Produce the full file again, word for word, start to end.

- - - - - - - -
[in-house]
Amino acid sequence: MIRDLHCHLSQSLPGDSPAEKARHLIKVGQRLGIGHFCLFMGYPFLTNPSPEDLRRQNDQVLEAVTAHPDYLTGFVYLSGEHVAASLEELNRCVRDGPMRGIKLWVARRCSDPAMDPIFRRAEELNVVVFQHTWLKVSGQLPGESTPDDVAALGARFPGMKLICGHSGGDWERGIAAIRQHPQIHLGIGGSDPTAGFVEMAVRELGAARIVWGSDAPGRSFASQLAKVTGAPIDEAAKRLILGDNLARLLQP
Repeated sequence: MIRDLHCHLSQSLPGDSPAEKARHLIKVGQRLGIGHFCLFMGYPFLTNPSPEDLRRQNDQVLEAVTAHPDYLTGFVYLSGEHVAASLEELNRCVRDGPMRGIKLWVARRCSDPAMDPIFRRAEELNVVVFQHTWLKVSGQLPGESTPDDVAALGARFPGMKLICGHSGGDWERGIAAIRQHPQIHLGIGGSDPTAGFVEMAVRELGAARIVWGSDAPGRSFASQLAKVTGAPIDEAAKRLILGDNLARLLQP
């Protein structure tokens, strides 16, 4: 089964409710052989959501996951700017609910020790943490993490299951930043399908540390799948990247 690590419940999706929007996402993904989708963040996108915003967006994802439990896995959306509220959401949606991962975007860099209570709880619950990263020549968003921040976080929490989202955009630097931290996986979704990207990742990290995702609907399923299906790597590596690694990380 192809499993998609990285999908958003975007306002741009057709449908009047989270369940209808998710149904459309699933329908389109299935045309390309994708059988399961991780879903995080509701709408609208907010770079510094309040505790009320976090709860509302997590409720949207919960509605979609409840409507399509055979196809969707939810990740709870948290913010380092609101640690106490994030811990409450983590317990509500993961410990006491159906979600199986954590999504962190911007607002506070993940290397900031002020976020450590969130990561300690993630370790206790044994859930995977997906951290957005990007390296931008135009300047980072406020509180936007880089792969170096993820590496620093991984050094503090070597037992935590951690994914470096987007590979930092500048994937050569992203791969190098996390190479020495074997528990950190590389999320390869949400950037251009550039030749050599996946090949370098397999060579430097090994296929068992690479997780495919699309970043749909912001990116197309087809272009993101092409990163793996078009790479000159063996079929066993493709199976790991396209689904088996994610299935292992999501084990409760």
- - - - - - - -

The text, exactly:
[in-house]
Amino acid sequence: MIRDLHCHLSQSLPGDSPAEKARHLIKVGQRLGIGHFCLFMGYPFLTNPSPEDLRRQNDQVLEAVTAHPDYLTGFVYLSGEHVAASLEELNRCVRDGPMRGIKLWVARRCSDPAMDPIFRRAEELNVVVFQHTWLKVSGQLPGESTPDDVAALGARFPGMKLICGHSGGDWERGIAAIRQHPQIHLGIGGSDPTAGFVEMAVRELGAARIVWGSDAPGRSFASQLAKVTGAPIDEAAKRLILGDNLARLLQP
Repeated sequence: MIRDLHCHLSQSLPGDSPAEKARHLIKVGQRLGIGHFCLFMGYPFLTNPSPEDLRRQNDQVLEAVTAHPDYLTGFVYLSGEHVAASLEELNRCVRDGPMRGIKLWVARRCSDPAMDPIFRRAEELNVVVFQHTWLKVSGQLPGESTPDDVAALGARFPGMKLICGHSGGDWERGIAAIRQHPQIHLGIGGSDPTAGFVEMAVRELGAARIVWGSDAPGRSFASQLAKVTGAPIDEAAKRLILGDNLARLLQP
């Protein structure tokens, strides 16, 4: 089964409710052989959501996951700017609910020790943490993490299951930043399908540390799948990247 690590419940999706929007996402993904989708963040996108915003967006994802439990896995959306509220959401949606991962975007860099209570709880619950990263020549968003921040976080929490989202955009630097931290996986979704990207990742990290995702609907399923299906790597590596690694990380 192809499993998609990285999908958003975007306002741009057709449908009047989270369940209808998710149904459309699933329908389109299935045309390309994708059988399961991780879903995080509701709408609208907010770079510094309040505790009320976090709860509302997590409720949207919960509605979609409840409507399509055979196809969707939810990740709870948290913010380092609101640690106490994030811990409450983590317990509500993961410990006491159906979600199986954590999504962190911007607002506070993940290397900031002020976020450590969130990561300690993630370790206790044994859930995977997906951290957005990007390296931008135009300047980072406020509180936007880089792969170096993820590496620093991984050094503090070597037992935590951690994914470096987007590979930092500048994937050569992203791969190098996390190479020495074997528990950190590389999320390869949400950037251009550039030749050599996946090949370098397999060579430097090994296929068992690479997780495919699309970043749909912001990116197309087809272009993101092409990163793996078009790479000159063996079929066993493709199976790991396209689904088996994610299935292992999501084990409760």